Who Am I? Exploring Vedanta
My Personal Introduction to Vedanta
In 1980, I was a fairly successful computer professional, owned a house, was raising a wonderful son, and living a comfortable life. Years before, I had decided unequivocally that the idea of God, or a higher power, was just a creation to make people happy. After all, look at the world. It was a mess. If there were really a higher power running the universe, would the world be like this? I took my cynicism and shared it with my young son, who came home from school at age 6 and asked me about it. I said, “Well some people believe God exists.” That was the best I could do.
Then I met my first meditation teacher, Swami Muktananda. I didn't know what to expect as I saw him enter the hall where I and a few hundred others were waiting. Then he made a declaration: “God dwells within you as you.” Suddenly I was confronted with this odd paradox. My mind said there was no such thing as a God. And then there was this Indian man, who exuded the conviction that he knew God intimately and that I could as well.
Even more surprising to me than what he said, was what happened to me over the next month or so. I received initiation from him in a meditation Intensive, having never really meditated extensively before. The experiences I had were beyond what my mind could comprehend. One time, I literally entered the space between the breaths, and found my consciousness like a tiny dot inside my being, where the breath was suspended. On another day, I found myself completely aware of an exquisite vibration of sound, that was emanating from within me, like the sound of celestial chimes. Each experience left me with this amazement: I was not who I thought I was. I was more than this body, this mind. But, who am I?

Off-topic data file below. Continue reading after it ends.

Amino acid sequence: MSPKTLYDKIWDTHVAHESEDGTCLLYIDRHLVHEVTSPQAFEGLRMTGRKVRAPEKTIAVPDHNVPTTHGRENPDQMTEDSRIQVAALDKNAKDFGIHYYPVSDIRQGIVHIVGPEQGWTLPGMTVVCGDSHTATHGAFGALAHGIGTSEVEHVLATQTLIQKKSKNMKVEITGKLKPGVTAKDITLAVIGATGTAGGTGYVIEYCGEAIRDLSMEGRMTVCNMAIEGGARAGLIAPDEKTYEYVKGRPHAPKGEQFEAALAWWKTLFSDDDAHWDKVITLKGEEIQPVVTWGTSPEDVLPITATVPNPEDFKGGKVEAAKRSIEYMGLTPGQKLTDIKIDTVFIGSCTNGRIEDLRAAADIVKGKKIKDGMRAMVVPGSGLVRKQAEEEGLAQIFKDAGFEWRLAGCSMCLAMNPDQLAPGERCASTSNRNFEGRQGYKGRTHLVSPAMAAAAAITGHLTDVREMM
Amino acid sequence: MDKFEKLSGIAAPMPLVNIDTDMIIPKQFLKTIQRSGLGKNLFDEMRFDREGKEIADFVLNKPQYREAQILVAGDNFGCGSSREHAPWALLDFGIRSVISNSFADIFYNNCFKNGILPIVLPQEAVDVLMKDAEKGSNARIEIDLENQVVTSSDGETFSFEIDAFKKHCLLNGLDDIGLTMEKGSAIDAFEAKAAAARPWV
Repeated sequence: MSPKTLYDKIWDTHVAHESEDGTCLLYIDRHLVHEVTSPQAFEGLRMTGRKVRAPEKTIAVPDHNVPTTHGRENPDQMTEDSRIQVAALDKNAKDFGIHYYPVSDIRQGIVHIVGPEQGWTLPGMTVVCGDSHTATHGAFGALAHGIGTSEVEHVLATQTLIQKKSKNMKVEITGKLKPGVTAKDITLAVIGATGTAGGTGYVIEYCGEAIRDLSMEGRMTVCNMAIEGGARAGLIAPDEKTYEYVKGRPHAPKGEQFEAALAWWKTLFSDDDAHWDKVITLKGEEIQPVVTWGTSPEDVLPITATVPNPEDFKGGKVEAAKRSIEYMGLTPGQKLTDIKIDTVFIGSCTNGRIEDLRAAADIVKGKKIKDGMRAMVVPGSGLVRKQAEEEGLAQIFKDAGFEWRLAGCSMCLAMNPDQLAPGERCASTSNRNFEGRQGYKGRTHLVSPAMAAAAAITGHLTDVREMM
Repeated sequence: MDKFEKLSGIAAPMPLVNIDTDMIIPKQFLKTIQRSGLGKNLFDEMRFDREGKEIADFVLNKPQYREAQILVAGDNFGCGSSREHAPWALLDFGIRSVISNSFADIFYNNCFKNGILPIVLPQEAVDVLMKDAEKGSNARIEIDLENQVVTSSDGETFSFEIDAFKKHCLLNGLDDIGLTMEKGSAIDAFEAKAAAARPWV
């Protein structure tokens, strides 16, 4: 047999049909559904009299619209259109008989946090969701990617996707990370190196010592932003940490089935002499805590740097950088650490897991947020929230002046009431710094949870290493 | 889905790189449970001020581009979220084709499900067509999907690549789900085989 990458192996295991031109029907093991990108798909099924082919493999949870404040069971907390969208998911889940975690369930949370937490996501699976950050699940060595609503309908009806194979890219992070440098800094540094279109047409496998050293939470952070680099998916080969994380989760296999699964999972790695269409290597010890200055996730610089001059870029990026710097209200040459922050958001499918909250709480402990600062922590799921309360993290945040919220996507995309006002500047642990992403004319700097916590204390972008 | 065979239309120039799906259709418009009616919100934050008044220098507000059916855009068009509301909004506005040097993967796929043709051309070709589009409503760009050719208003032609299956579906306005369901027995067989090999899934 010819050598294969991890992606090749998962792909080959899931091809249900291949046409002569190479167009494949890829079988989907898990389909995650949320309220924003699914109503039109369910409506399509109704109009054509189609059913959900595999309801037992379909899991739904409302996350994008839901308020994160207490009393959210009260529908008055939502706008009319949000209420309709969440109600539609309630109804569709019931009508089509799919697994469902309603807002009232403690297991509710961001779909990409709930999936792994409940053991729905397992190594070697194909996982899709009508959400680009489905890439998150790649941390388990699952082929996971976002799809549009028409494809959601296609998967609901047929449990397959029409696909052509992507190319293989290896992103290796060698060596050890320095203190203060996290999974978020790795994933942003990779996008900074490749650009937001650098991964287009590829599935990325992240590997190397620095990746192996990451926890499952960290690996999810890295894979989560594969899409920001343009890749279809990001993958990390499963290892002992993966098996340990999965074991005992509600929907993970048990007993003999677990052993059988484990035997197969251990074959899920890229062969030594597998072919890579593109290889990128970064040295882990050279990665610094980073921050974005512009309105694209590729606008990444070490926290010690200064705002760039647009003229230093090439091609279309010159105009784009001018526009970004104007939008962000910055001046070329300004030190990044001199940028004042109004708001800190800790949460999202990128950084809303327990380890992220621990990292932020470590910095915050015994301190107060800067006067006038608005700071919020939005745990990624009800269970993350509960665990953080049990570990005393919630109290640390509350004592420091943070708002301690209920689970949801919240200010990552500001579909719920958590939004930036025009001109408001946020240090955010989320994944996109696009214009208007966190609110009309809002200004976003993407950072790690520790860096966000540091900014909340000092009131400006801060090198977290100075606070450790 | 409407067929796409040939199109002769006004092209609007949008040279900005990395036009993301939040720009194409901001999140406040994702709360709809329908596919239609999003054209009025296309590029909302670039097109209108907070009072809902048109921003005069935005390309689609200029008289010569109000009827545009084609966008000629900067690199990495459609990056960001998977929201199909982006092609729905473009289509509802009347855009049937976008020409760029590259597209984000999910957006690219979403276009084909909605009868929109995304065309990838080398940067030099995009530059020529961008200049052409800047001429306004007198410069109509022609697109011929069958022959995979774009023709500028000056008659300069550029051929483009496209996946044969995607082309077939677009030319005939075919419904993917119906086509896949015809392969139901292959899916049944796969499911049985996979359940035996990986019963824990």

My heart was won, but my mind needed support. So I began to read everything I could. The philosophy that spoke most directly to what I was experiencing was Advaita Vedanta. Vedanta explains very clearly that we are more than this body, more than this mind, and even more than the blissful experiences we may have. Indeed, we are the Self, known as the Atman, Brahman, Consciousness.
Vedanta also gave me a context in which to understand the world, which had created such discouragement in me. Vedanta teaches that the world is not as it appears, and that underlying the world is a pure and undefiled principle that Vedanta calls “Brahman.”
Thus began my deep love and affinity for the practice and teachings of Vedanta.
Let me state at the outset that I am not a scholar or academic student of Vedanta. Rather, I have found points of Vedanta a helpful lens through which I could view events of my life and the world around me. Through my readings in the Vedanta philosophy, and the accessible way that Muktananda presented it, I could navigate life with a new ease, a new optimism, a new confidence. This in fact is one of the hallmarks of Vedanta: that it is both a religion in the truest sense and a philosophy. The path it lays out involves both faith and reason, and by including both, my whole being was satisfied.
Next: Origins and Definitions
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